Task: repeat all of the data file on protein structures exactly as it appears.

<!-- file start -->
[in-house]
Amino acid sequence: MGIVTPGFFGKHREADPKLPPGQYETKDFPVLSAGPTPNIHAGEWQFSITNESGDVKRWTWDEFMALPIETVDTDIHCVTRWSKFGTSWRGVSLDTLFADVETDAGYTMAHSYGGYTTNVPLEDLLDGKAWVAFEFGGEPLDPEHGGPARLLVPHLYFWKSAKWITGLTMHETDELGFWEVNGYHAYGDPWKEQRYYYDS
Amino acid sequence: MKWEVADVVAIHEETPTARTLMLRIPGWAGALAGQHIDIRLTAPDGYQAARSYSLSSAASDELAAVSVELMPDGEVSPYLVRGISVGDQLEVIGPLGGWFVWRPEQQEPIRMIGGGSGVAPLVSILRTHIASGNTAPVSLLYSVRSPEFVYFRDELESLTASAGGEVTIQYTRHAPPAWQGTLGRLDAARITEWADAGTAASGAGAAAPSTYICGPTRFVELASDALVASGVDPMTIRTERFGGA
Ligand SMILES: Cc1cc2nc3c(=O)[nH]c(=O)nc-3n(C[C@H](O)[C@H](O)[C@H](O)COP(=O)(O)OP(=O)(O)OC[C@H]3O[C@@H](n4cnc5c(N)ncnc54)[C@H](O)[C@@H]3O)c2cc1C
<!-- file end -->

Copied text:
[in-house]
Amino acid sequence: MGIVTPGFFGKHREADPKLPPGQYETKDFPVLSAGPTPNIHAGEWQFSITNESGDVKRWTWDEFMALPIETVDTDIHCVTRWSKFGTSWRGVSLDTLFADVETDAGYTMAHSYGGYTTNVPLEDLLDGKAWVAFEFGGEPLDPEHGGPARLLVPHLYFWKSAKWITGLTMHETDELGFWEVNGYHAYGDPWKEQRYYYDS
Amino acid sequence: MKWEVADVVAIHEETPTARTLMLRIPGWAGALAGQHIDIRLTAPDGYQAARSYSLSSAASDELAAVSVELMPDGEVSPYLVRGISVGDQLEVIGPLGGWFVWRPEQQEPIRMIGGGSGVAPLVSILRTHIASGNTAPVSLLYSVRSPEFVYFRDELESLTASAGGEVTIQYTRHAPPAWQGTLGRLDAARITEWADAGTAASGAGAAAPSTYICGPTRFVELASDALVASGVDPMTIRTERFGGA
Ligand SMILES: Cc1cc2nc3c(=O)[nH]c(=O)nc-3n(C[C@H](O)[C@H](O)[C@H](O)COP(=O)(O)OP(=O)(O)OC[C@H]3O[C@@H](n4cnc5c(N)ncnc54)[C@H](O)[C@@H]3O)c2cc1C